[QODLink]
Central & South Asia
Sharif cleared to run for office
Ex-Pakistani PM acquitted by highest court of charges of hijacking Musharraf's jet.
Last Modified: 17 Jul 2009 07:31 GMT

Sharif returned to Pakistan in 2007
after years in exile [AFP]
 

Pakistan's highest court has acquitted Nawaz Sharif, the opposition leader, of charges of hijacking the plane of Pervez Musharraf, the former Pakistani president, in 1999.

Friday's acquittal, oveturning a lower court conviction, allows Sharif to again run for elected office.

Sharif was prime minister at the time, while Musharraf was the head of Pakistan's army. Sharif had always insisted the ban was politically motivated.

In its ruling on Friday, the supreme court said there was no evidence to support the charge of hijacking and acquitted Sharif of the charges.

Shahadat Awan, a prosecutor, said the court's decision was unanimous.

'Mid-flight drama'

Sharif was accused of refusing to allow a commercial airliner with Musharraf and 200 passengers on board to land in Karachi October 12, 1999.

Profile: Nawaz Sharif

Musharraf was returning to Pakistan from Sri Lanka after he had been sacked as army chief by Sharif.

Hours after eventually landing, Musharraf launched a coup in which he took power as president of Pakistan, and Sharif went into exile in Saudi Arabia.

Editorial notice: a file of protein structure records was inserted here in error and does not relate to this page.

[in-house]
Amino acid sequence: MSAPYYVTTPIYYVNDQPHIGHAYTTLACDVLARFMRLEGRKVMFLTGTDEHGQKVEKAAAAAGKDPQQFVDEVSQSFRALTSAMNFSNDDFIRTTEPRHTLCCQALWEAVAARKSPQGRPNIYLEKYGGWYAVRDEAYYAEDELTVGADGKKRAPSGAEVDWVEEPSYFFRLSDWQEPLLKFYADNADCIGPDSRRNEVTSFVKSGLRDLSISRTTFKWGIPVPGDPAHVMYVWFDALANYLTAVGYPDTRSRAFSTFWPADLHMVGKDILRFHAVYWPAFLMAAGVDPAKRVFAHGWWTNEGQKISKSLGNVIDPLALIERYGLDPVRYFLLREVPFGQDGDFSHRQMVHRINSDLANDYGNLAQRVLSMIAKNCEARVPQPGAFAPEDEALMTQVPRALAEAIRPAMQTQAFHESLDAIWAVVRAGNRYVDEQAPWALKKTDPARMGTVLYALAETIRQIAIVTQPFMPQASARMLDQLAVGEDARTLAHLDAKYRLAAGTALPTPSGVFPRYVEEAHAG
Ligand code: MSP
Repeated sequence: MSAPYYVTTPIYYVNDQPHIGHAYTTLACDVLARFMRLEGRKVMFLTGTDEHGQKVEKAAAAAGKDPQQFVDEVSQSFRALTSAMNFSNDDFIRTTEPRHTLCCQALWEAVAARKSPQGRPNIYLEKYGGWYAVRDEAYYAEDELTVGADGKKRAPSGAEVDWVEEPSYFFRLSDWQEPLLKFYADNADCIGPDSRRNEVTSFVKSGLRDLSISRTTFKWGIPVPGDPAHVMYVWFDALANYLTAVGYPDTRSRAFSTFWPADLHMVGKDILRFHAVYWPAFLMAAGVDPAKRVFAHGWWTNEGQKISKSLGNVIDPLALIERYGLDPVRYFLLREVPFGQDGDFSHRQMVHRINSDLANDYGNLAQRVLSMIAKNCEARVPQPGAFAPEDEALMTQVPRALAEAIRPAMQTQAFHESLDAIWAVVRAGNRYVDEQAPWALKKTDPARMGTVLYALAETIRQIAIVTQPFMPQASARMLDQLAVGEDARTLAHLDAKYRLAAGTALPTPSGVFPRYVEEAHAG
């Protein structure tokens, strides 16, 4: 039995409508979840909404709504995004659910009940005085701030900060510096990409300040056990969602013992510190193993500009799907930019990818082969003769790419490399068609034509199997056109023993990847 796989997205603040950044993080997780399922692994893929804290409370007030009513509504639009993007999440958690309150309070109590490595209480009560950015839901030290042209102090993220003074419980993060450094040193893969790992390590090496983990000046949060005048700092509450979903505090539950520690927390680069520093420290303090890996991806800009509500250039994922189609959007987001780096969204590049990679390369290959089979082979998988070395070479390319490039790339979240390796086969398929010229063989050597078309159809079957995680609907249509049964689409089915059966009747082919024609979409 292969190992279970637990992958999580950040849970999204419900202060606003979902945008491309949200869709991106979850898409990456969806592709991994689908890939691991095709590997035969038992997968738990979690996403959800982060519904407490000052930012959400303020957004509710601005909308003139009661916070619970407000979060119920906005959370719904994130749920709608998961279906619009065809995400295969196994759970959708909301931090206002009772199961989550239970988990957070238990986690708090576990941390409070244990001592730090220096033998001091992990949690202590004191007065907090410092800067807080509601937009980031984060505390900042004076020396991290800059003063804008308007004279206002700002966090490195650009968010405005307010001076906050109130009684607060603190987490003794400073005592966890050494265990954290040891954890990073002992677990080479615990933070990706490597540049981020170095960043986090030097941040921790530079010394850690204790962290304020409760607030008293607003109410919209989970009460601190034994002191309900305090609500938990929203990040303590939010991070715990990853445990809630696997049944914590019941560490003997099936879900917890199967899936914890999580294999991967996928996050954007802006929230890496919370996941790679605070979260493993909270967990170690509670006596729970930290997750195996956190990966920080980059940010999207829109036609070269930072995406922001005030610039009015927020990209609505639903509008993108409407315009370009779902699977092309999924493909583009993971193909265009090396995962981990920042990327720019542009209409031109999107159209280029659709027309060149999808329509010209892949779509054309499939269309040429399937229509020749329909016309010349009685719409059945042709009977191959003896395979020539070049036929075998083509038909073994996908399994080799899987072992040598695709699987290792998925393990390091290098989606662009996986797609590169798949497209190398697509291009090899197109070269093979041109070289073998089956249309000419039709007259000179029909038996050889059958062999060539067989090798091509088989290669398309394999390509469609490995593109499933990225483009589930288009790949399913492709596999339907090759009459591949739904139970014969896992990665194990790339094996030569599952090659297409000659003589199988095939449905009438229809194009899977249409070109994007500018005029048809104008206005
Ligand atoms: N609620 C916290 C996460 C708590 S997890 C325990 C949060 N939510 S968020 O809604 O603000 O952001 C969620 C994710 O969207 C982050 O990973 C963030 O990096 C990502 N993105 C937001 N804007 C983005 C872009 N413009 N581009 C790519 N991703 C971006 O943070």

Musharraf had said that when the the Pakistan International Airlines plane eventually landed, only about seven minutes of fuel were left.

Sharif returned home in 2007 and later filed an appeal against his conviction in the hijacking case that barred him from office.

Earlier this year, the supreme court ruled Sharif was not eligible for office, prompting him to lead nationwide protests against the government of Asif Ali Zardari, the Pakistani president.

Friday's ruling is the third in the past two months to lift a ban on Sharif's participation in elections and paves the way for him to contest a parliamentary ballot scheduled for 2013.

Source:
Agencies
Topics in this article
People
Country
Featured on Al Jazeera
An innovative rehabilitation programme offers Danish fighters in Syria an escape route and help without prosecution.
Street tension between radical Muslims and Holland's hard right rises, as Islamic State anxiety grows.
Take an immersive look at the challenges facing the war-torn country as US troops begin their withdrawal.
Ministers and MPs caught on camera sleeping through important speeches have sparked criticism that they are not working.
Featured
Referendum on Scottish independence is the first major election in the UK where 16 and 17-year olds get a vote.
Blogger critical of a lack of government transparency faces defamation lawsuit from Prime Minister Lee Hsien Loong.
Farmers worry about their future as buyers shun local produce and rivers show an elevated presence of heavy metals.
War-torn neighbour is an uncertain haven for refugees fleeing Pakistan's Balochistan, where locals seek independence.
NSA whistleblower Snowden and journalist Greenwald accuse Wellington of mass spying on New Zealanders.
join our mailing list